Here is the oddest part of Tiant's voting record: He was on the ballot for 15 years … and he never again got close to 30.9 percent of the vote. He didn't even break 20 percent. Something drastic changed between Tiant's first year on the ballot and his second.

That change? An unparalleled flood of 300-game winners.

Tiant grew up in Cuba; his father, also named Luis, was a magnificent left-handed pitcher in the Negro Leagues. Negro Leaguer Buck O'Neil often used to say that Luis Eleuterio Tiant had the best move to first base in the history of baseball. The father, like the son, used numerous funky pitching motions to distract and throw off the timing of hitters.

Video: 1975 WS Gm1: Tiant shuts out the Reds in Game 1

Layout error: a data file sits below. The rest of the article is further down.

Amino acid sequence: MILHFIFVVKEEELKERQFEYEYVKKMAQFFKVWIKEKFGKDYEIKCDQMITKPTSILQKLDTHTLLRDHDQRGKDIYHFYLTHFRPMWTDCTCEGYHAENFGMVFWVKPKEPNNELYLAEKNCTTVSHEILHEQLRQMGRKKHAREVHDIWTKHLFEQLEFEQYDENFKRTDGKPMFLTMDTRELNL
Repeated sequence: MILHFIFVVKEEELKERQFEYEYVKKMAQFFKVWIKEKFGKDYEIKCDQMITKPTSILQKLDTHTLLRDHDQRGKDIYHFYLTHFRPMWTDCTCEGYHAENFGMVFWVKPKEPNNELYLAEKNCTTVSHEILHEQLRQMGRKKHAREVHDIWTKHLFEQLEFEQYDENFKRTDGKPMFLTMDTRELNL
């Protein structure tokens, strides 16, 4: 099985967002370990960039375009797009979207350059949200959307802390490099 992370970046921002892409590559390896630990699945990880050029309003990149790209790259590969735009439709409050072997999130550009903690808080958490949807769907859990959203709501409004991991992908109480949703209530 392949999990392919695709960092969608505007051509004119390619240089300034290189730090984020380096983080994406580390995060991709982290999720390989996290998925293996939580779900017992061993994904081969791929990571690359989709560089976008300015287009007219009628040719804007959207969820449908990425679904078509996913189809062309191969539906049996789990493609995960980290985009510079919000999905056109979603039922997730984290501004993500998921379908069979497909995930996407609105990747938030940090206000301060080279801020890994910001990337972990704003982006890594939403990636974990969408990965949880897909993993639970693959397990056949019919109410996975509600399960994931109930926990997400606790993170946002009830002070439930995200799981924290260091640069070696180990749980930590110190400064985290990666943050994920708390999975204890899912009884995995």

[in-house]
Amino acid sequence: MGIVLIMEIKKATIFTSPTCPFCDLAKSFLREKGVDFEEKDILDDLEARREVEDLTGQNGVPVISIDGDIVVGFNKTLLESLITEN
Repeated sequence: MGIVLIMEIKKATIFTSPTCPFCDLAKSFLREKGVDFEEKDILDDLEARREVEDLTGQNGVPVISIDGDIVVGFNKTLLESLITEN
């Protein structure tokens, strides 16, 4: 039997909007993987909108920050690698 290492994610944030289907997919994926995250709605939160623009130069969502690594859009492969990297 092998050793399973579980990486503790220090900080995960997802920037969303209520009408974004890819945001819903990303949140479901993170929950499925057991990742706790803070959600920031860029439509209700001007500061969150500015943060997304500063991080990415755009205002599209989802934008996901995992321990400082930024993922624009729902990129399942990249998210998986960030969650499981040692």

"He was no fun to face," O'Neil said.

The young Luis would be like that -- turning his back to the hitter, attacking with multiple arm angles -- but what many people miss about him is that when he first came into the big leagues with the Indians, he did not need any trickery. He was a fantastic power pitcher with overpowering stuff. As a 26-year-old in 1967, Tiant led baseball by averaging more than a strikeout per inning.

And then came Tiant's legendary 1968 season with the Indians. People might have missed just how good Tiant was that year because it was the same year Bob Gibson had a 1.12 ERA and Denny McLain won 31 games. But Tiant's 1.60 ERA is the lowest in the American League since the end of the Deadball Era. His 5.30 hits allowed per nine innings is the second lowest behind only Nolan Ryan's 1972 season. Tiant also led the American League with nine shutouts.